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Environment and Economy in Song China  

Ruth Mostern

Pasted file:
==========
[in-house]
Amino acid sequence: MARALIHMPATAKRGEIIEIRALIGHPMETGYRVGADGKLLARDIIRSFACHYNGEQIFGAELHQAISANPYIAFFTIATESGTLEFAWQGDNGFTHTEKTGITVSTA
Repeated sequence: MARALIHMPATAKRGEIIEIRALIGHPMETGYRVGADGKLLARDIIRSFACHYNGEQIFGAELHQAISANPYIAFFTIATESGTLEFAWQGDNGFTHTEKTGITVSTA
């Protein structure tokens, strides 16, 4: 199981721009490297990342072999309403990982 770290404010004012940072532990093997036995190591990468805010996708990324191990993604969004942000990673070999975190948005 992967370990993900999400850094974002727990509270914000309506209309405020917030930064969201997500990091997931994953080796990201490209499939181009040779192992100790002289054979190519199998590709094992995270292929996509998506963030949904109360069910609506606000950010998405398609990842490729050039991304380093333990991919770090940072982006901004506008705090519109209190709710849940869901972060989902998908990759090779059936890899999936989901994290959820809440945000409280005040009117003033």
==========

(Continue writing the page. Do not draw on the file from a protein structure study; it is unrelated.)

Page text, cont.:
The period between the 9th and the 13th centuries in China, a largely temperate climate span that followed an interval of punishing droughts, was a time of pivotal economic and environmental transformation. The Song dynasty, chronologically divided into the Northern Song (960–1127) and the Southern Song (1127–1276) periods, dominated the era, but numerous other regimes and societies prospered in eastern Asia as well. Over the course of these centuries, China’s recorded population rose from sixty to one hundred million people, and perhaps 20 percent of them lived in cities. Technological innovation transformed numerous landscapes and areas of human activity, and market relations came to play a significant role in the exchange of land, labor, and goods. When deforestation caused a crisis in timber availability, some Song metalworkers shifted from charcoal to coal to power forges for iron and steel. The amount of land under agricultural cultivation expanded dramatically. In the Yangtze delta, the economic core of south China, farmers drained wetlands and constructed terraces and polders to support paddies on which they grew new strains of fast-ripening rice. Elsewhere, they turned grasslands and forests into fields, with consequences for herders and foragers, nonhuman animals, and soil stability. To the north, on the Yellow River watershed, deforestation and grasslands degradation caused major erosion that initiated an era of inundation and avulsion that transformed floodplain landscapes and modes of subsistence downstream. New maritime technologies ensured that the environmental consequences of the Song economic revolution extended beyond the borders of the realm and into distant Pacific and Indian Ocean worlds as well. Nevertheless, many Song landscapes lay outside human exploitation, and many Song practices allowed for sustainable relationships between people and the ecosystems that they inhabited.